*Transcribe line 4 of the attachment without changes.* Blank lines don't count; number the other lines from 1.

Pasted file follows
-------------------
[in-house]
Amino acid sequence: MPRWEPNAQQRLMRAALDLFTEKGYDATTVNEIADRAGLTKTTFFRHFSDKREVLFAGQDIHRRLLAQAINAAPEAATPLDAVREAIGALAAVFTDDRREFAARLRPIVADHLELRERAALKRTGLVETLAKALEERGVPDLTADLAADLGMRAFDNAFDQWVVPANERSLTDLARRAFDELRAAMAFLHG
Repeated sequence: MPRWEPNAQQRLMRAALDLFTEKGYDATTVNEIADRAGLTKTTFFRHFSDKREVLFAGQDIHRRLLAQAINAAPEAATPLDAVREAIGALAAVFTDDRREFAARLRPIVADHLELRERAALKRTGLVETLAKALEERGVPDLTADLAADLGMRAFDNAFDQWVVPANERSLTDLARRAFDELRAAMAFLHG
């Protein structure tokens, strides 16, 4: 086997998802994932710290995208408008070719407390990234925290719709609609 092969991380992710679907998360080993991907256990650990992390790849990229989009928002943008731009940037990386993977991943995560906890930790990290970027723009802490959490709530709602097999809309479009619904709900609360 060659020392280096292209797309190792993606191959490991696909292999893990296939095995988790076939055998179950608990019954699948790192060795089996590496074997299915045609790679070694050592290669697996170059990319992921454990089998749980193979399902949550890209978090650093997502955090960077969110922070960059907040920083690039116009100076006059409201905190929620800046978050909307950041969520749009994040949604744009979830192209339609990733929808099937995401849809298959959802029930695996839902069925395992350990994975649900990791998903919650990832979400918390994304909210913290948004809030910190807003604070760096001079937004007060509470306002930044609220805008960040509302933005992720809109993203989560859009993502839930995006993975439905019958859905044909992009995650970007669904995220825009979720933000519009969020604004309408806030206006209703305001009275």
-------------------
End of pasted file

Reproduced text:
């Protein structure tokens, strides 16, 4: 086997998802994932710290995208408008070719407390990234925290719709609609 092969991380992710679907998360080993991907256990650990992390790849990229989009928002943008731009940037990386993977991943995560906890930790990290970027723009802490959490709530709602097999809309479009619904709900609360 060659020392280096292209797309190792993606191959490991696909292999893990296939095995988790076939055998179950608990019954699948790192060795089996590496074997299915045609790679070694050592290669697996170059990319992921454990089998749980193979399902949550890209978090650093997502955090960077969110922070960059907040920083690039116009100076006059409201905190929620800046978050909307950041969520749009994040949604744009979830192209339609990733929808099937995401849809298959959802029930695996839902069925395992350990994975649900990791998903919650990832979400918390994304909210913290948004809030910190807003604070760096001079937004007060509470306002930044609220805008960040509302933005992720809109993203989560859009993502839930995006993975439905019958859905044909992009995650970007669904995220825009979720933000519009969020604004309408806030206006209703305001009275």